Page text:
Childhood favourites (Was Oh the horror!)
JOdel at aol.com
JOdel at aol.com
Wed Feb 5 15:29:45 EST 2003
Five favorite children's books that I actually read as a child?
No, it wouldn't have all that much resemblance to the same list if I included
current favorites, would it? Not unless I really thought hard and was going
for a particular slant on things. But some ofthe stuff is still available.
Particularly considering that by 1960 I was already turning 14. And a lot of
my favorite writers I didn't discover until I was in college.
Five, eh? Okay I'll take a stab at it. This is as likely to be five authors
as it is to be five books, mind you.
And just about everything was library books. Apart from about 5 of those
Whitman's collections of childrens stories, and half a dozen tattered Oz
books which had survived Ma and her siblings, my parents never bought me
books once I got beyond the Little Golden level. And I never got an allowance.
Right off the top; Oz. The whole series. Everything I could get my hands on.
(There are about six authors here, although the MacGraws' entry didn't come
out until about '63.) These didn't set my tastes for fantasy reading so much
as they did for my physical deffinition of what a "beautiful book" should be.
This series was one last glorious refuge of Art Nouveau sensibilities, at
least to a child's eye (and until Neill's death in the '40s. Neill's artwork
had unified the look of a series which had up to that point had three
different authors. The illustrators who followed him were Frank Kramer, whose
work was distinctly inferior -- although easier for me to copy -- and someone
I cannot remember. The illustrator of the MacGraw's book, Dick Martin, had a
lovely 1950's style which is absolutely charming on its own behalf, but was a
severe jolt to the sensibilities of someone who had been brought up on
Neill.). As an adult I can see that these books are a typographic nightmare,
largely dictated by the cheap, pulpy paper used by the Reilly & Lee
publishing company, which soaked up ink like a sponge and demanded incredably
loose tracking to keep the letters from ever bleeding into each other. But it
gave them a fine, chunky, "substantial" feel in the hand at least.
Next; Betty MacDonald's children's books. Nancy and Plum was recently
reprinted by somebody or other. It's a fine, juvenile melodrama, (nearly, but
not quite as broad as Joan Aikin's The Wolves of Willoughby Chase) awash in
sentiment and would have probably made a good hook to hang a popular film, a
la Shirley Temple on. But no one ever did. More widely known and continually
in print, so far as I know, were the four Mrs Piggle-Wiggle books. Although
the longevity of those probably has as much to do with the Hillary Knight and
Maurice Sendak illustrations. (Note: the first book and the third were
originally isssued with illustratuions by some unknown house illustrator. But
reissued with Knight's some time in the '50s, I think. Since then, all
reprints have used Knight.)
Third; C. S. Lewis's Narnia stories, and let's hear it for Pauline Baynes as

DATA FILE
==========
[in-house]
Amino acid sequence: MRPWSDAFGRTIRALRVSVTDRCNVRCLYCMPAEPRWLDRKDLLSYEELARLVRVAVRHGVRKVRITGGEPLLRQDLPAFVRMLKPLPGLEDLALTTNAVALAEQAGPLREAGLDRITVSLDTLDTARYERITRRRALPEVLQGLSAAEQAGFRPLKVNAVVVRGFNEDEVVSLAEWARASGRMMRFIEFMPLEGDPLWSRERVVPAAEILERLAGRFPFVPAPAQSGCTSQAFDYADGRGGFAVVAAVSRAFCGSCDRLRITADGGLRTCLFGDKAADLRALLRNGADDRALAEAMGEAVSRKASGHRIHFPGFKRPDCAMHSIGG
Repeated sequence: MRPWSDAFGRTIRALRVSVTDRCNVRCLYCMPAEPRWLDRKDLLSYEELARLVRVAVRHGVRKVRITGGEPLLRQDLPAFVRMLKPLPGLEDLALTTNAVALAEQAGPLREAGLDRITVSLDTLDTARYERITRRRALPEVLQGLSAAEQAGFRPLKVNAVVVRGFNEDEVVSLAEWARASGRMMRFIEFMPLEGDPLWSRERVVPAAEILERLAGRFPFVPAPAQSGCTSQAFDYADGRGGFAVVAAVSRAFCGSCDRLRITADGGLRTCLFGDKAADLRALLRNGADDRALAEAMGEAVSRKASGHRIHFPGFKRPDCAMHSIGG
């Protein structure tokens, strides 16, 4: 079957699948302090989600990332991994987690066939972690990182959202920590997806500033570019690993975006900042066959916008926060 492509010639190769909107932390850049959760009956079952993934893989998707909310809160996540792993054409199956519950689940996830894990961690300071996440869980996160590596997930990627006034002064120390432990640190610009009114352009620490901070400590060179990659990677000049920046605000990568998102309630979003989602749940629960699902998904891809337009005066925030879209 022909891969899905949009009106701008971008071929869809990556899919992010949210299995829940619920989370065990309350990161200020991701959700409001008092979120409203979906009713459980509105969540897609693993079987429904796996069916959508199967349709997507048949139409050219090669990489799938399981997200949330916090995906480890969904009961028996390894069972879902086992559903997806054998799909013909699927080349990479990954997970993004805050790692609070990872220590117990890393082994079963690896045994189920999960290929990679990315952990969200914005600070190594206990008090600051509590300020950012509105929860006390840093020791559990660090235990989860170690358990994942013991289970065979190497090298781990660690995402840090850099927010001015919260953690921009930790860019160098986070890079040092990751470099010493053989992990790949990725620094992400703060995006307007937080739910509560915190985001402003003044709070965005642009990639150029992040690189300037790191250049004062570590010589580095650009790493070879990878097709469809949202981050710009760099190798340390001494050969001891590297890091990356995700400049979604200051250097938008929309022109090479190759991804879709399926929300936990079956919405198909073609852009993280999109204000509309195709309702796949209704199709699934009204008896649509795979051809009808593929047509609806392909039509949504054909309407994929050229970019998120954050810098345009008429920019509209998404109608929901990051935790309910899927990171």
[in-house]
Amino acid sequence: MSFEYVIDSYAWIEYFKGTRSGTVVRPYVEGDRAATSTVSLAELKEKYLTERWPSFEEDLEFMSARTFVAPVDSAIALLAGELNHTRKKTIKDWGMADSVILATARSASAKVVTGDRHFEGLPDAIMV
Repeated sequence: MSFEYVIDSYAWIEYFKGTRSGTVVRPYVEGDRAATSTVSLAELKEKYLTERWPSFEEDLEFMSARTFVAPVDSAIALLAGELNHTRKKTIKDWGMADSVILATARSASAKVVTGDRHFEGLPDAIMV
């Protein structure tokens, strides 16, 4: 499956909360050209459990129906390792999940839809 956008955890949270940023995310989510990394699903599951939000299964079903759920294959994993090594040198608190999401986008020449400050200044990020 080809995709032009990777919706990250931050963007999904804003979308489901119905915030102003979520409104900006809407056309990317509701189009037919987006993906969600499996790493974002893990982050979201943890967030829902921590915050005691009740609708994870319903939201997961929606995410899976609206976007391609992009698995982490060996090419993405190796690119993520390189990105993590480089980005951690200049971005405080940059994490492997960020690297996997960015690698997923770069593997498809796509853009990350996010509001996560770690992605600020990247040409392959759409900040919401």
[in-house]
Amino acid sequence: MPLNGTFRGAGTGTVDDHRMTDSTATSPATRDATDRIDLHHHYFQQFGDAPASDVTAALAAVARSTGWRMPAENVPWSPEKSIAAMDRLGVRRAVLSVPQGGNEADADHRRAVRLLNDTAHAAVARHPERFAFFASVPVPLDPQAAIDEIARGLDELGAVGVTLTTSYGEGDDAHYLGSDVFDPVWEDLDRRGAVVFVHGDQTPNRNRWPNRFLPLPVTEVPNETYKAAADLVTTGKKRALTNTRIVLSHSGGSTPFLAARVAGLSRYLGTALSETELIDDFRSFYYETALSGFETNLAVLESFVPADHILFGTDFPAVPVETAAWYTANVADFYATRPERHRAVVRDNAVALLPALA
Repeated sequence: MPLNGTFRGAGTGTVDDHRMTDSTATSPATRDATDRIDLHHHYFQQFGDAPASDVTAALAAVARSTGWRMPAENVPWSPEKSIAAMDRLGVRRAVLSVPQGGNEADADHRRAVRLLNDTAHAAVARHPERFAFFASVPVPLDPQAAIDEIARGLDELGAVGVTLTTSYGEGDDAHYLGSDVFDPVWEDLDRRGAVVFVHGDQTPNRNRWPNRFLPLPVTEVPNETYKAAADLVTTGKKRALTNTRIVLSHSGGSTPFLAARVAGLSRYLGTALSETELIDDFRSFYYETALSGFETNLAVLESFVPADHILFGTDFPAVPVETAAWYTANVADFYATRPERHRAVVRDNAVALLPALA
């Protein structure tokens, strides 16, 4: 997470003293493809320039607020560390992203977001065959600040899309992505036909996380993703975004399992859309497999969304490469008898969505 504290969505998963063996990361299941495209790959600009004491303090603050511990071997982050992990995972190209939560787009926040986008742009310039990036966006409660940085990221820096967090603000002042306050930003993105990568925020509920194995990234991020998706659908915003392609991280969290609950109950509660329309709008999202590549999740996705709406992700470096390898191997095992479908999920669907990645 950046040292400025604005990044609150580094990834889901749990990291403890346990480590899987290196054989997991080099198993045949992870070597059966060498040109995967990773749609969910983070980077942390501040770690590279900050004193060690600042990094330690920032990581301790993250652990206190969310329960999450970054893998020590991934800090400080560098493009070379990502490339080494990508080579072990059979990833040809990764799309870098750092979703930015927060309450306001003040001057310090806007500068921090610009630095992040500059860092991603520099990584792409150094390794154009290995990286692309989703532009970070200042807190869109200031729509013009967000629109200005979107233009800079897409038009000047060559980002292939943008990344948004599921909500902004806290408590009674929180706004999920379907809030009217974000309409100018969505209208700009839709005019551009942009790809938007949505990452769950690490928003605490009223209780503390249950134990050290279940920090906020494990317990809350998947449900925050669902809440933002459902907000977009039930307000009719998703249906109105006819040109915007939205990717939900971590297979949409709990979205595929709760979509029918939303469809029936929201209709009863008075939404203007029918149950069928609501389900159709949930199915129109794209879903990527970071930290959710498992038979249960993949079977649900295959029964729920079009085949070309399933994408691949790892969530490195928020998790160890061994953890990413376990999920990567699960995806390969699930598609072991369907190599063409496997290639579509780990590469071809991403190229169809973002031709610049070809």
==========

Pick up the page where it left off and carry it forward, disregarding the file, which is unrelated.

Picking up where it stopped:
well. These were a fairly late discovery, and I never got hold of The Horse
and his Boy, or Prince Caspian until I was out of college and could order my
Fourth; Edward Eager. With N. M. Bodecker illustrating (IIRC). Bodecker's
style was sort of a poor man's Hillary Knight. A copy of Half Magic was in my
fourth grade classroom bookshelf, and it took me most of the year to actually
read it. But while Eager will probably go down in history as a very minor
writer, he was a first class book pusher. He wrote adventures which were
largely literary pastiches (not quite a precursor to Asprin or Prachett, but
somewhere on the same continum) and happened to groups of children who READ
-- and he told you what they read. I suspect more American children were
directed to E. Nesbit by Edward Eager than ever were by their blue-collar
Last; Well, add it up yourselves. You can see by the above that I didn't
really go in much for stories about "real problems of real children".
(Although I did read just all of the Library's collection of Alcott.) And I
liked "beautiful" or at least attractive books. I mean, what do you *think*
would round out the list above? Why, the "color" series of Fairy Tale books
edited by Andrew Lang, of course! What else? Well, there were a few other
things as well, much on the same order as the above. George MacDonald in
particular. The Princess and the Goblin, for one, and The Light Princess. It
took me several tried to get past the first chapter of The Princess & Curdie,
but I enjoyed it very much once I managed it ands was old enough for what was
basically a very political story.
Plus, of course, the things that came reccomended by Eager, of course. But
many of those I didn't locate until I hit college. My school, Cal State L.A.,
had been reeled into the California State College system from the remnants of
what had clearly been a "Normal" school or other Teacher's training college,
and had an impressive collection of children's literature.
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